On the picture menu, where all the others item are tinted a fiery red, haĭ weì chāo shoŭ ($7), looks out of place. Although there’s no chili to be found in seafood flavor wonton soup, it has a steady buzz of spice thanks to black and white pepper. And there are so many delicate (more…)
Mix in the sauce and dig into the best Sichuan cold noodles ever.
Cheng Du Tian Fu, or Chengdu Heavenly Plenty Snacks, is one of the first stalls I ever visited in the regional Chinese wonderland that is the Golden Shopping Mall. Back in 2007 there was hardly any English signage in the entire place and I was relying upon a rosetta stone of sorts from a Chowhound post. These days the menu is in English and there are dozens of items—beef jerky, fu qi fei pian, dan dan mian and more—shown in the mouthwatering photos that adorn the wall at the bottom of the stairs.
This Sichuan specialist has become a favorite of the Mission Chinese crew. Despite the vast selection I’ve gotten the same thing every time for the last 10 or more visits: cold noodles Chengdu style ($3.50). A palate-awakening sauce consisting of crushed chilies, Sichuan peppercorns, what looks to be MSG, black vinegar, and a prodigious amount of fine garlic paste tops the tangle of thin al dente noodles. Mixing the sauce to coat the noodles take a bit of effort. It’s worth it for the results, though. The bowl of noodles ping pongs between refreshing,fiery, palate-tingling, and pungent.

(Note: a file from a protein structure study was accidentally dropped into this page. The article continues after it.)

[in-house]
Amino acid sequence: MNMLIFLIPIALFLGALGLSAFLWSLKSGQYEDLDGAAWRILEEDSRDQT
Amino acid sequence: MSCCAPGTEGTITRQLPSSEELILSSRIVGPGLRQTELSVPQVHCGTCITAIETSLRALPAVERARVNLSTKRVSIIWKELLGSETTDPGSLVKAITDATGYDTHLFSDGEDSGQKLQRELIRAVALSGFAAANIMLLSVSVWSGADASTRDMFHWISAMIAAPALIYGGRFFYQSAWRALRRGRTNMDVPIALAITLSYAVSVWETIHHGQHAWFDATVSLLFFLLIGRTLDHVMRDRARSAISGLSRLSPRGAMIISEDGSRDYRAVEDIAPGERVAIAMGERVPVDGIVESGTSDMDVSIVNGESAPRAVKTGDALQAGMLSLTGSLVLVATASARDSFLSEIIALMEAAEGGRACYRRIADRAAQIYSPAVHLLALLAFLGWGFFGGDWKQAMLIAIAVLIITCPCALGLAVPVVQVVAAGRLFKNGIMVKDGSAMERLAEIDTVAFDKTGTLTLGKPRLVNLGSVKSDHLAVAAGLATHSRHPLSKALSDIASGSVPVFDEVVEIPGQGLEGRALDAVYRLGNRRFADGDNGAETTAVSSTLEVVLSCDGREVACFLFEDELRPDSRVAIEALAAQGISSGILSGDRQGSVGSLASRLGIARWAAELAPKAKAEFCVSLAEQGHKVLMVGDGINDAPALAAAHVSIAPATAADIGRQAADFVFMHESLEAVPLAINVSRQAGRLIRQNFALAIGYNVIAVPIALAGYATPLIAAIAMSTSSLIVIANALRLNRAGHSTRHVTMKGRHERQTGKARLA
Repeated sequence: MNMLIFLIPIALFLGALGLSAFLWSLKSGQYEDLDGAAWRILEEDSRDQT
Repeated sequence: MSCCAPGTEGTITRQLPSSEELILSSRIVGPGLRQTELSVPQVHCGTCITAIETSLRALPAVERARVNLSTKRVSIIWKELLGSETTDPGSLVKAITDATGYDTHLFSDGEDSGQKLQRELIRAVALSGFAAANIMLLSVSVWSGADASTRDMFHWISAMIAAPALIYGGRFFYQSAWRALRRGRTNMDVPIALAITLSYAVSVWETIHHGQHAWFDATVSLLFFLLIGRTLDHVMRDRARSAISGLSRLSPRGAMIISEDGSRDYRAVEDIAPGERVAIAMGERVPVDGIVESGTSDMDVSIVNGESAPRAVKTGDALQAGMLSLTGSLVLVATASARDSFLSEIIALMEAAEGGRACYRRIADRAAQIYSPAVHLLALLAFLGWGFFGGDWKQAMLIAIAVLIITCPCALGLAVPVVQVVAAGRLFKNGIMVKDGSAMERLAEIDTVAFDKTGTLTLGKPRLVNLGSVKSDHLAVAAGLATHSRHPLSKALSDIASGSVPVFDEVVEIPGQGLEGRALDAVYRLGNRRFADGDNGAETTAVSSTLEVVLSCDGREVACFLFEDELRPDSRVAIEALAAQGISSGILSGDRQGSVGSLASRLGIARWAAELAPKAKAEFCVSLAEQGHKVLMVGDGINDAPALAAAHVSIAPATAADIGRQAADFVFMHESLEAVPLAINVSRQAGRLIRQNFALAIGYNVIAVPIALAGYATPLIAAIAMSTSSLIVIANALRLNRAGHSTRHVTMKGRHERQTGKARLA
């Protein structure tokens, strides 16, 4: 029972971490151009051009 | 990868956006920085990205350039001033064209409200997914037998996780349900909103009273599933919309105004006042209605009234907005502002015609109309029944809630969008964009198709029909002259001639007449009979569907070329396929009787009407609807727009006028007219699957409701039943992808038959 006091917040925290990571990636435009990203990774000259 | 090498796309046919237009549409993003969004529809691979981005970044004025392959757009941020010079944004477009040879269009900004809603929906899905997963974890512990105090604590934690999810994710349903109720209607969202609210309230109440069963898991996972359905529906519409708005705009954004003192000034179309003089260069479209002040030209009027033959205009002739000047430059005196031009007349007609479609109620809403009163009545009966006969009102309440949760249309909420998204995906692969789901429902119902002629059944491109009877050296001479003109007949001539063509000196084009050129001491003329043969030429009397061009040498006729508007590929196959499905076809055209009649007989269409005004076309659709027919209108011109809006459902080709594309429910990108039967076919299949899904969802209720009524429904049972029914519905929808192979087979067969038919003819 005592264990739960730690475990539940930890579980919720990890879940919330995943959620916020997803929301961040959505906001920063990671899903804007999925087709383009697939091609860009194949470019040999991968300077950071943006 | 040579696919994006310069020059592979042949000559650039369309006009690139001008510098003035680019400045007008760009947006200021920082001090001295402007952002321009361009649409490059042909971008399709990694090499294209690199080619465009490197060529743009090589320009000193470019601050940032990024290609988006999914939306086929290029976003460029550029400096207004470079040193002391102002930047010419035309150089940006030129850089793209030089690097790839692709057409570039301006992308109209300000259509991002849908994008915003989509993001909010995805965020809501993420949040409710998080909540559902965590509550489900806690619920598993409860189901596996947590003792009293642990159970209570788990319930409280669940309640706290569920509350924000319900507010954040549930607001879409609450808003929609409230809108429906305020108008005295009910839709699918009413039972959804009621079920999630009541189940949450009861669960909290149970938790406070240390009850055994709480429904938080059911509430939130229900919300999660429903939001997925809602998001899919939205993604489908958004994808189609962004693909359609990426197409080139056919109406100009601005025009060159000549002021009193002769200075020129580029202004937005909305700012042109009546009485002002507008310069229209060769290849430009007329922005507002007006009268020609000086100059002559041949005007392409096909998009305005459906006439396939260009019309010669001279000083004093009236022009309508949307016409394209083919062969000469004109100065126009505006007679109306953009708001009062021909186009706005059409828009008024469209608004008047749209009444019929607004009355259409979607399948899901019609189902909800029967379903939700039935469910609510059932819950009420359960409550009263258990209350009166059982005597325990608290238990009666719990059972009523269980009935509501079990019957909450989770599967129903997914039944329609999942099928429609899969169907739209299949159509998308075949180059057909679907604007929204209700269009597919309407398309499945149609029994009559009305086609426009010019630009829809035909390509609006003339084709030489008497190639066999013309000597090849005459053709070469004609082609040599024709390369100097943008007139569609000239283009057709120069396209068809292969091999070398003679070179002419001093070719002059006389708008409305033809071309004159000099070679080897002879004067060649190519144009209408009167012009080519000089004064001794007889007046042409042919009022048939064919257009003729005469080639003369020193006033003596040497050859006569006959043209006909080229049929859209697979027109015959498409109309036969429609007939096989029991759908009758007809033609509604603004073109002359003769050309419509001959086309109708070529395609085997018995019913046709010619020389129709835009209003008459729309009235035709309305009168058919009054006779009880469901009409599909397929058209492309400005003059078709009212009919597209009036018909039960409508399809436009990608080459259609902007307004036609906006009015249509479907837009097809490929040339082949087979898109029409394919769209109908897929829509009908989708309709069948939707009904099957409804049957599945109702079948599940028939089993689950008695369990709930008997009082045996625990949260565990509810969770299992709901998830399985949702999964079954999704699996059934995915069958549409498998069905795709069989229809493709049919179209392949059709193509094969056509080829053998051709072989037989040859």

Cheng Du Tian Fu, No. 31, Golden Shopping Mall, 41-28 Main St., Flushing
Apparently Old Master Fu Zi liked his pork belly and his chilies.
Last night I had dinner in Flushing with two fellow food writers at a newish Sichuan restaurant that shall remain nameless for the purposes of this dispatch. Almost everything we ordered was stunning save for one item. As luck would have it, it was the one dish that I, Queens’ foremost Caucasian expert on Asian food insisted on ordering. I expected a pork belly creation like the one pictured above. To be sure what came to the table was pork belly in a steamer, but all resemblance ended there. For one thing it looked like a washed up version of mofongo and tasted rather like an English school lunch sitting atop bland mashed peas. The entire lot had been steamed into flavorless submission.
What I’d expected was something like a dish I’d had at Hunan House a while back: xiang shan ma la fu zi rou, or “Hunan house Old Master Fuzi meat dish.” It consists of pork belly and rice powder steamed for so long that the rice powder has melded with the pork fat, and vice versa. Each slice of the fanned out pork belly is rich and unctuous and can just barely retain its form. It’s tasty, but superfatty, which is where those pickled chilies come in. It’s the type of thing that’s best eaten with rice and shared with more than one person.
As for the nameless Sichuan restaurant, all I can say is not every dish can be a winner. It was just such a shock to see such a weirdly lackluster dish emerge from an otherwise accomplished kitchen. And it was of course a slight slow to my ego. I suppose such occupational hazards are part and parcel of being The Guy Who Ate Queens.